What the man said

A reader alerts us to this excellent interview with Dr. S. Fred Singer, coauthor (with Dennis Avery) of Unstoppable Global Warming: Every 1,500 Years. Here is a small portion of the interview, on the failure of climate models to account for the past and on the alleged need to “do something” now:

What can the models do? Can they take an era and plug in some figures and reproduce what happens?
A number of researchers have actually tried to reproduce past climates, using models. And to some extent, they’ve been successful. And to another extent, they have not been successful, in the sense that you cannot derive what is called the climate sensitivity. In other words, what we really are after is some way of validating these models. We’d like to know how much of a temperature change is produced if carbon dioxide doubles in the atmosphere? That’s called the climate sensitivity. What is the climate sensitivity? As I’ve mentioned earlier, it can range from as little as one degree in some models to as much as five degrees Centigrade, which equals eight degrees Fahrenheit, in other models. That’s a big difference, a huge difference.
Which of these numbers is correct, if any? You cannot just take the median or the average. There’s no reason why the average should be correct. Maybe it’s the high number; maybe it’s the low number. We don’t know. We need to find out by making observations and understanding really what happens in the atmosphere.
Some say we don’t have the time for that, and that it would be prudent, since this is at least a plausible scenario, that we do something about it now, because as you said, these measurements are very difficult to take. You need to do it over a long period of time and very accurately. It might take fifteen, twenty, twenty-five years. Should we do nothing until that point?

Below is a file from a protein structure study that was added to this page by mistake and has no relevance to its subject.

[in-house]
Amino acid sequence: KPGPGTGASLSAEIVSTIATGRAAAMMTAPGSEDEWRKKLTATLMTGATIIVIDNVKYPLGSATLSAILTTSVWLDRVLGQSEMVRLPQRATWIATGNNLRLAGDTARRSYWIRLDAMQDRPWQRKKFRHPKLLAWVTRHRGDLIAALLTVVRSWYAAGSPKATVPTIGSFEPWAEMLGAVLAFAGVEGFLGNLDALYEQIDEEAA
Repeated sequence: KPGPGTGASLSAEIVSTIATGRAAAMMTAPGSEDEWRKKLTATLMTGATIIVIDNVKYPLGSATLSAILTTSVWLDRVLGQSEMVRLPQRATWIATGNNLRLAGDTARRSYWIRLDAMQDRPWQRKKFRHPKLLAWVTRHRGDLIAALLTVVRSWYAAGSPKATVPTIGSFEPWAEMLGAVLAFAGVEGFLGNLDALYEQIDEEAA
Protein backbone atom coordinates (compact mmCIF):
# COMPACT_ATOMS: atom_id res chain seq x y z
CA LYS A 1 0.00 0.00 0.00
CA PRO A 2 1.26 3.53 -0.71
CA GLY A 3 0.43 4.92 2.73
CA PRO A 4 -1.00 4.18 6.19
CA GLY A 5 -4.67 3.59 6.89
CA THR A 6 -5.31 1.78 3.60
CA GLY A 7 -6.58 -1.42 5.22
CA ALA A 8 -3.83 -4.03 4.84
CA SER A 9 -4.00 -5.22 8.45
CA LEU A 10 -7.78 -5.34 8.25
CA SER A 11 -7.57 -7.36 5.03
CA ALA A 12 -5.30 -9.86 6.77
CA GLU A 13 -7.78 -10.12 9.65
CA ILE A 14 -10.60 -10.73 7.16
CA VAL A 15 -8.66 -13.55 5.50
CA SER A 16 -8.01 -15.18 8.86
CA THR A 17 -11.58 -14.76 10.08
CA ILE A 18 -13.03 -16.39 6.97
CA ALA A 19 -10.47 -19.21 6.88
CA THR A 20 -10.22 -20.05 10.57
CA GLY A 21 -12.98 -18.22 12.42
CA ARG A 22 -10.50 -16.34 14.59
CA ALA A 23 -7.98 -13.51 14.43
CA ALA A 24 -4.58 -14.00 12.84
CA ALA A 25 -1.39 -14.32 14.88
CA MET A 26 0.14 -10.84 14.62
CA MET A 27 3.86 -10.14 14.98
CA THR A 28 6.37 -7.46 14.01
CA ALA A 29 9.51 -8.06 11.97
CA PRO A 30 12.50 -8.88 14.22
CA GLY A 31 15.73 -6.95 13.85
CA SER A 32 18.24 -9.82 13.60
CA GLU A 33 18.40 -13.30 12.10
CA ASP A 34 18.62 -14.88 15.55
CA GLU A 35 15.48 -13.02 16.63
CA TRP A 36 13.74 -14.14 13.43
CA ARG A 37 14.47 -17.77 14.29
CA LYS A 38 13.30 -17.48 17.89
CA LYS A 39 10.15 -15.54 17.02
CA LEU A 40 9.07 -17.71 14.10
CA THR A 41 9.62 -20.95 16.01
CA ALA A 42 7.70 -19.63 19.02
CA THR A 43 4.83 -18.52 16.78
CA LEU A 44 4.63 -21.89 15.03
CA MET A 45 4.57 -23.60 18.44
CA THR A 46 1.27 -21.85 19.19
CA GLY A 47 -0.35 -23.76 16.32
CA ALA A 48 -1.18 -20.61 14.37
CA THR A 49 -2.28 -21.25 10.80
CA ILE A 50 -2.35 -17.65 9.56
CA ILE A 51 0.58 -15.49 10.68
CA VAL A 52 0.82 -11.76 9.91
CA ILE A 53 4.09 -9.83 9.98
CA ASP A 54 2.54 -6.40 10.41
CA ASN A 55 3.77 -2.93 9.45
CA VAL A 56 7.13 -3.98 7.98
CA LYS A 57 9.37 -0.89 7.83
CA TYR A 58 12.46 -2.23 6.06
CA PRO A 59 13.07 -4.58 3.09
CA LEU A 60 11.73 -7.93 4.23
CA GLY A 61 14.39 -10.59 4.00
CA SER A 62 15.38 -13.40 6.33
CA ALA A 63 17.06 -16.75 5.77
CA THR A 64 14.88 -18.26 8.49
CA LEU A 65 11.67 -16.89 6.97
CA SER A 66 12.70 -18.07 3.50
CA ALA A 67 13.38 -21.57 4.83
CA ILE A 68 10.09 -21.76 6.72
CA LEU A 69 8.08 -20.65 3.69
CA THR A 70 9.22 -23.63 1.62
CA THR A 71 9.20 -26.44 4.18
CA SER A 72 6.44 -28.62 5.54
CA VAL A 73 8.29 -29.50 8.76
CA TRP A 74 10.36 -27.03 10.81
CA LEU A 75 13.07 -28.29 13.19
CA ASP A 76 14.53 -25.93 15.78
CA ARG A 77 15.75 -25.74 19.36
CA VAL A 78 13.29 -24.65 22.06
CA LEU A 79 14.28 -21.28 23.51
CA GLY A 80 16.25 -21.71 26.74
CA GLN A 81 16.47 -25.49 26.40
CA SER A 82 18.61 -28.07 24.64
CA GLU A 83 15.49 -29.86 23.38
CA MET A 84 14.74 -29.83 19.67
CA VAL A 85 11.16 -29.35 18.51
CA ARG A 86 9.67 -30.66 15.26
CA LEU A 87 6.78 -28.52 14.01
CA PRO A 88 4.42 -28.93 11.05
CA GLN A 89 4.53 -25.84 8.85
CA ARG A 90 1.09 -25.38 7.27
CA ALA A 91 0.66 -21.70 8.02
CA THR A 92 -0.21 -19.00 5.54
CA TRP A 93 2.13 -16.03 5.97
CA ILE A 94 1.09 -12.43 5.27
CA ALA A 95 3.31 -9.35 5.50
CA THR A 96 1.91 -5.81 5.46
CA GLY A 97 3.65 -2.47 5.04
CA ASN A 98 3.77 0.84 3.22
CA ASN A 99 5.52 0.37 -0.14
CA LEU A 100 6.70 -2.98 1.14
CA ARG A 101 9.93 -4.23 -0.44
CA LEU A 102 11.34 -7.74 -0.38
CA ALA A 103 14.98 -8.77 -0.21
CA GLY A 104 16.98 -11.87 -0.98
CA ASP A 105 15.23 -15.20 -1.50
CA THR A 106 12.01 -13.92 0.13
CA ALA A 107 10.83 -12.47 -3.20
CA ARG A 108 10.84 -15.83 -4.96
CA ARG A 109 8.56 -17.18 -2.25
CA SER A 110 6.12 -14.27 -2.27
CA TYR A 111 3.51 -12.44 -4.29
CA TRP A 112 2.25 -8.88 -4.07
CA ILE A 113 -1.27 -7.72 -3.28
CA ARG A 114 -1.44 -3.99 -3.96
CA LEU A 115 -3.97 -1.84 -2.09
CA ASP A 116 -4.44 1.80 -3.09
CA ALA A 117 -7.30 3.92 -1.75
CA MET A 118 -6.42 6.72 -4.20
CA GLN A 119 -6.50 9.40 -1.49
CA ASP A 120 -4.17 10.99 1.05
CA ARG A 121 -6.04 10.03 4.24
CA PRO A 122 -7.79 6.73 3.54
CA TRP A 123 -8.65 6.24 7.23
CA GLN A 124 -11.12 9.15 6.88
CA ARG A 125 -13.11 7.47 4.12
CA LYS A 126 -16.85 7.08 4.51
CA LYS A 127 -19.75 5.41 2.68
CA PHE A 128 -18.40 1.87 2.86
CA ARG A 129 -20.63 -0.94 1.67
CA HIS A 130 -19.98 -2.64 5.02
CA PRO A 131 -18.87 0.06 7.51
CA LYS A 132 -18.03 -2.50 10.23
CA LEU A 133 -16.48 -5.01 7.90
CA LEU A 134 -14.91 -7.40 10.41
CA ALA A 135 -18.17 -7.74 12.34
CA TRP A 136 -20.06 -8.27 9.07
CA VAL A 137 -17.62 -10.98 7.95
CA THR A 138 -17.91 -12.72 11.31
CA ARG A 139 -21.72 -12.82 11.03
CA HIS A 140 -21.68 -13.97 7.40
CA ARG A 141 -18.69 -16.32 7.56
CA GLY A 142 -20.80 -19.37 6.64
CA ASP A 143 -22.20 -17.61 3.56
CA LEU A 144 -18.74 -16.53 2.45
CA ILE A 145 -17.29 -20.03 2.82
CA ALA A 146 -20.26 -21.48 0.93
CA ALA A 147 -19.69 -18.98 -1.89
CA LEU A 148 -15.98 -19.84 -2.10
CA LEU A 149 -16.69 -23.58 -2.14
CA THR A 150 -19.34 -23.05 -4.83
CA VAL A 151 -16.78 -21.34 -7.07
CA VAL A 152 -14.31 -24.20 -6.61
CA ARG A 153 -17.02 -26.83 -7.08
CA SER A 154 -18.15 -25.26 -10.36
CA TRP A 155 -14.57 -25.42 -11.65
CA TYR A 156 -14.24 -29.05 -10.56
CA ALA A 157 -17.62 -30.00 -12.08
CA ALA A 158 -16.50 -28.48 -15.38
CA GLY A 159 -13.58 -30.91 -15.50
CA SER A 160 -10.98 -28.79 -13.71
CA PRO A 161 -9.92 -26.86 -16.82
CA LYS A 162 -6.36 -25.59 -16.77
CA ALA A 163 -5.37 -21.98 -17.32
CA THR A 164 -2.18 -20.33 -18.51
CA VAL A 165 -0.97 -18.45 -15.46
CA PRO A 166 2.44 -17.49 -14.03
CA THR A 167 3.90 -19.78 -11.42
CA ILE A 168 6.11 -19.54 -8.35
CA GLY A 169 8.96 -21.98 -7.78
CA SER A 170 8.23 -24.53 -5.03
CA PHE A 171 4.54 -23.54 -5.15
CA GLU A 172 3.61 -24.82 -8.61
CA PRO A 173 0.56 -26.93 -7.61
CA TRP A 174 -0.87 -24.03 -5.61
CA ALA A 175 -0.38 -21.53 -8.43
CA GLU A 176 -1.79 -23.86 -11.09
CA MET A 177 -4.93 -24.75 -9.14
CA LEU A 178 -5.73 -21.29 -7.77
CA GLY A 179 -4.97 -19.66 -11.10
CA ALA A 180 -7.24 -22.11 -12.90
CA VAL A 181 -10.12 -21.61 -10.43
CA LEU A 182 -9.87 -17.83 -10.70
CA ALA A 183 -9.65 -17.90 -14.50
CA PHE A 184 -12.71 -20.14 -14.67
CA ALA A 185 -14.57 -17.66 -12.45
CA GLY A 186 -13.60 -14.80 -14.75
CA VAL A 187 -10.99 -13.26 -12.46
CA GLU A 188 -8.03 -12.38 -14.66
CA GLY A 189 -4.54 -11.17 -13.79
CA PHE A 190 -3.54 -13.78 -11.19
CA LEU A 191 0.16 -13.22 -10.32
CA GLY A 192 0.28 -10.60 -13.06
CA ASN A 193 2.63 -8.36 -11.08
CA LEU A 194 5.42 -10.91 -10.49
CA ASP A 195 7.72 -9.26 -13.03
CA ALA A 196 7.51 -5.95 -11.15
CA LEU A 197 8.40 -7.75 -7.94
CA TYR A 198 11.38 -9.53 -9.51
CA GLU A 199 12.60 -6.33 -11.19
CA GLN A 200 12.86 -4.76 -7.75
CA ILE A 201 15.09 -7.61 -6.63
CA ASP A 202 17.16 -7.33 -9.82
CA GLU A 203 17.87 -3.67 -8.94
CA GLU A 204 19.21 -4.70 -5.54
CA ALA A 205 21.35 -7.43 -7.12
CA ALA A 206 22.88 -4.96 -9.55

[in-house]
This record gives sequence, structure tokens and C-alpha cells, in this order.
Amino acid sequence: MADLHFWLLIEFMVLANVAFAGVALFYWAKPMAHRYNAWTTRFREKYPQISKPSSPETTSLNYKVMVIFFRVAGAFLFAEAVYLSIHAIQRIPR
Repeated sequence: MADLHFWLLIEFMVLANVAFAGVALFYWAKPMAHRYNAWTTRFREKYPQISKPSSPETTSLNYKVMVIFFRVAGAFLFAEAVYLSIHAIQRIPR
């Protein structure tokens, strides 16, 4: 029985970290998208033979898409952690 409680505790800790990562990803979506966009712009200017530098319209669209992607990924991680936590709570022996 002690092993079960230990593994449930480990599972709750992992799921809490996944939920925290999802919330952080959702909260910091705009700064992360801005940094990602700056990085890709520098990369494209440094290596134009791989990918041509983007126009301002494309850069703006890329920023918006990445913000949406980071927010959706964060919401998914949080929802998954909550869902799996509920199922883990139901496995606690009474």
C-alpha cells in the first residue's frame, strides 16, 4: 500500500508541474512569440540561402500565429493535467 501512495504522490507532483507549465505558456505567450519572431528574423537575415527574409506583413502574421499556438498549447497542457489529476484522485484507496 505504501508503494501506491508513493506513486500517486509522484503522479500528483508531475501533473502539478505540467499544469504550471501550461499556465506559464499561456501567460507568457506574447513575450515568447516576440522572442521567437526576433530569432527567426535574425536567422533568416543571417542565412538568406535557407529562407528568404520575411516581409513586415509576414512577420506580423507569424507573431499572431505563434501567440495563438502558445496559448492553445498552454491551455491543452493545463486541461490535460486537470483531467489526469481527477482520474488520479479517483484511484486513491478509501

Well, the question is what you mean by “doing” something. I’m not a great believer in buying insurance if the risks are small and the premiums are high. Nobody in his right mind would do that. But this is the case here. We’re being asked to buy an insurance policy against a risk that is very small, if at all, and pay a very heavy premium. We’re being asked to reduce energy use, not just by a few percent but, according to the Kyoto Protocol, by about 35 percent within ten years. That means giving up one-third of all energy use, using one-third less electricity, throwing out one-third of all cars perhaps. It would be a huge dislocation of our economy, and it would hit people very hard, particularly people who can least afford it.
For what? All the Kyoto Protocol would do is to slightly reduce the current rate of increase of carbon dioxide. And in fact, the UN Science Advisory Group has published their results. And they clearly show that the Kyoto Protocol would reduce, if it went into effect and were punctiliously observed by all of the countries that have to observe it — by the year 2050, — about 50 years from now — it would reduce the calculated temperature increase by .05 degrees Centigrade. That amount is not even measurable. So this is what you are being asked to buy.